A concept (as distinct from a general notion expressed in a word) does not merely equate one thing (object, phenomenon, event, fact, etc.) to another in the proximate genus, extinguishing in it all its specific differences, abstracting from them. Something quite different takes place in the concept: the individual object is reflected in its particular features which make it a necessary element of some whole, an individual (one-sided) expression of a concrete whole. Each separate element of any dialectically divided whole expresses, one-sidedly, the universal nature of this whole precisely in its difference from other elements rather than through abstract affinity to them.

The concept (in its strict and precise sense) is not therefore a monopoly of scientific theoretical thought. Every man has a concept, rather than a general notion expressed in a term, about such things as table or chair, knife or matches. Everybody understands quite well both the role of these things in our lives and the specific features owing to which they play a given role rather than some other one and occupy a given position, rather than some other one, in the system of conditions of social life in which they were made, in which the emerged. In this case the concept is present in the fullness of its definition, and every man consciously handles things in accordance with their concept, proving thereby that he has this concept.

Things like the atom or art are quite a different matter. Not every artist has a well-developed concept of art, by any means, although he may create magnificent works of art. The present author is not ashamed to admit that he has a rather vague notion of the atom, as compared to a physicist. But it is not every physicist that has a concept of the concept. A physicist who shuns philosophy is not likely to acquire it.

To avoid misunderstandings, we shall have to make the following qualification. In the present work thought is taken to mean first of all scientific theoretical thought, that is, thought operating in scientific theoretical study of the world. This restriction on the scope of the work does not at all mean that the so-called everyday thinking is not worthy of logic as science or that it develops according to different laws. The whole point is that scientific theoretical thought is the best developed form of thought. Its analysis therefore permits to establish, with greater facility, the laws which operate in thought in general. On the other hand, thought as it is practiced everyday does not so easily lend itself to the discovery of these universal laws and forms of thought: they are always hidden from view by a mass of complications, of various factors and circumstances. The process of thinking is here often interrupted by interferences due to pure association or purely individual emotional motives; very often a number of links in the chain of reasoning is simply omitted, the gap being filled with an argument based on purely individual experiences crossing one’s mind; no less frequently man orients himself in a situation, in his relation to another man or event with the aid of well-developed aesthetic taste and perception, while reasoning in the strict sense plays an accessory or auxiliary role, etc., etc. For all these reasons everyday thinking is a very inconvenient object of logical analysis, a study aimed at establishing universal laws of thought in general. These laws operate here permanently, but it is much more difficult to study them in isolation from the effect of complicating circumstances than in the analysis of the scientific theoretical process. In the latter, the universal forms and laws of thought generally appear in much ‘purer’ aspect; here as everywhere the more developed form enables us to understand the less developed one in its genuine essence, the more so that the possibilities and prospects of development towards a higher and more advanced form can be taken into account.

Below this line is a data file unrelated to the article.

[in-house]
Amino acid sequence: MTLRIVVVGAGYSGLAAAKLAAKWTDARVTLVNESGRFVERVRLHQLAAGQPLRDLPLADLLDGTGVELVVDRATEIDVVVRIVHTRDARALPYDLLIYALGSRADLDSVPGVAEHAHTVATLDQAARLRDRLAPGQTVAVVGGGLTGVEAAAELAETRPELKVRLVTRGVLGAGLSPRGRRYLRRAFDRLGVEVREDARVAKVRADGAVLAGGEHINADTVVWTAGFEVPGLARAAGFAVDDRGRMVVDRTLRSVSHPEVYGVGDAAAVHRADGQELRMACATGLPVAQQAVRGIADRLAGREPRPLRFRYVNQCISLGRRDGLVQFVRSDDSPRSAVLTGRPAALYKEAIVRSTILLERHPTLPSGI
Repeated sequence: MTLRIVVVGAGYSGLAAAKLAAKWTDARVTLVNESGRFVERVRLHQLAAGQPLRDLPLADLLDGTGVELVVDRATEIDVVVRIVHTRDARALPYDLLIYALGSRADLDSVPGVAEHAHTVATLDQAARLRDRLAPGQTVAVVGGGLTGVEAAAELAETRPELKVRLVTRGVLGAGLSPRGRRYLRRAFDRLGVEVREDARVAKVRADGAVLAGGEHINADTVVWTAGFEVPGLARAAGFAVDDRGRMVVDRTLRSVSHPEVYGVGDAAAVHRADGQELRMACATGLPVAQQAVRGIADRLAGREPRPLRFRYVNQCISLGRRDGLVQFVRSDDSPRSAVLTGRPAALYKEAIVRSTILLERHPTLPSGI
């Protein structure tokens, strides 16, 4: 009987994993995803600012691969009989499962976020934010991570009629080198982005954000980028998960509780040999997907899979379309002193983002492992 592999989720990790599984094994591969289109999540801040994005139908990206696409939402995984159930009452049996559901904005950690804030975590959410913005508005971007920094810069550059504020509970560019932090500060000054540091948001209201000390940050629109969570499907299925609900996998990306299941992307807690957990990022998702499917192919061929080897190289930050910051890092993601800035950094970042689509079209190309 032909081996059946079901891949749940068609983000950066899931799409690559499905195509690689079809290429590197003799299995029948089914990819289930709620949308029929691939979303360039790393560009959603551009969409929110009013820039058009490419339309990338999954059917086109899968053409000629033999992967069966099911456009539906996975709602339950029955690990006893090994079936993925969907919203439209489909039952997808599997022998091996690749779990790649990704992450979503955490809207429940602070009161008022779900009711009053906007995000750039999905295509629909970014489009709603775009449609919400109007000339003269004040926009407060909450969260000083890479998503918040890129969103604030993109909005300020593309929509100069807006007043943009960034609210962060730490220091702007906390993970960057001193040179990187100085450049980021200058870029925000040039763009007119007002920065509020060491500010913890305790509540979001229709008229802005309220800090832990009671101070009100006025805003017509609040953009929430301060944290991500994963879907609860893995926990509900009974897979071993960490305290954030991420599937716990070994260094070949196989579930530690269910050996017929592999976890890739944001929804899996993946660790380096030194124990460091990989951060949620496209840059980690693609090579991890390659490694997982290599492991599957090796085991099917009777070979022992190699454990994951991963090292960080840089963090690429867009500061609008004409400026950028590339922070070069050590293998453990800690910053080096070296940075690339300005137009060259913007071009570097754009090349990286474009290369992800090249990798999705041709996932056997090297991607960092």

Scientific theoretical thought is exactly in this kind of relation to everyday thinking: anatomy of man offers a key to the anatomy of ape, not vice versa, and ‘rudiments of more advanced forms’ may only be correctly understood when these more advanced forms are known by themselves. Proceeding from this general methodological assumption, we consider the laws and forms of thought in general mostly in regard to the way they appear in scientific theoretical thought. We thereby obtain the key to comprehending all other forms and applications of thought that are in a certain sense more complicated than scientific thought, than application of the ability to think to the solution of scientific theoretical, problems, of clearly and strictly delineated problems. It stands to reason that the universal laws of thought are the same both in the scientific and so-called everyday thinking. But they are easier to discern in scientific thought for the same reason for which the universal laws of the development of the capitalist formation could be easier established, in mid-19th century, by the analysis of English capitalism rather than Russian or Italian.